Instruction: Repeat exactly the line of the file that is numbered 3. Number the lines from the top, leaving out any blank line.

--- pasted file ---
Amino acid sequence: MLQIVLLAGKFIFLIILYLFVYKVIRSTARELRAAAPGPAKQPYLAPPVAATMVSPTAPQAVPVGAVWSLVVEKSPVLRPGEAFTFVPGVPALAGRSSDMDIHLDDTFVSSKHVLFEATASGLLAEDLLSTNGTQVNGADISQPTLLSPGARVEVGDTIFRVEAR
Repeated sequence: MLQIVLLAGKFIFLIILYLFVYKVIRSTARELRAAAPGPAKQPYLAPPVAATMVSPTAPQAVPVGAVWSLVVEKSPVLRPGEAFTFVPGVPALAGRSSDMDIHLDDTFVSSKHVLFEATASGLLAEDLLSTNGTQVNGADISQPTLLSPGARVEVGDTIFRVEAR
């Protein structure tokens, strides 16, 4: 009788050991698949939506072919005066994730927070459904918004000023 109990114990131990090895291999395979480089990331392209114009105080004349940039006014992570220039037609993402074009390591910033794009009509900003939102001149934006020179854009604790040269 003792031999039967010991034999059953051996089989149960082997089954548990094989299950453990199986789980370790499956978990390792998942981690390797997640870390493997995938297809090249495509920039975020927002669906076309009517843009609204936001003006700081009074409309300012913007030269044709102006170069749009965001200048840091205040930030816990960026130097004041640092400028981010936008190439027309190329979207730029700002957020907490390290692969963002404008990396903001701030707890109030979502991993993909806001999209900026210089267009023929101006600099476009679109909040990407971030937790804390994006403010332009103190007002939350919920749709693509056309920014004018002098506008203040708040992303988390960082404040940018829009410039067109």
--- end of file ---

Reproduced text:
């Protein structure tokens, strides 16, 4: 009788050991698949939506072919005066994730927070459904918004000023 109990114990131990090895291999395979480089990331392209114009105080004349940039006014992570220039037609993402074009390591910033794009009509900003939102001149934006020179854009604790040269 003792031999039967010991034999059953051996089989149960082997089954548990094989299950453990199986789980370790499956978990390792998942981690390797997640870390493997995938297809090249495509920039975020927002669906076309009517843009609204936001003006700081009074409309300012913007030269044709102006170069749009965001200048840091205040930030816990960026130097004041640092400028981010936008190439027309190329979207730029700002957020907490390290692969963002404008990396903001701030707890109030979502991993993909806001999209900026210089267009023929101006600099476009679109909040990407971030937790804390994006403010332009103190007002939350919920749709693509056309920014004018002098506008203040708040992303988390960082404040940018829009410039067109």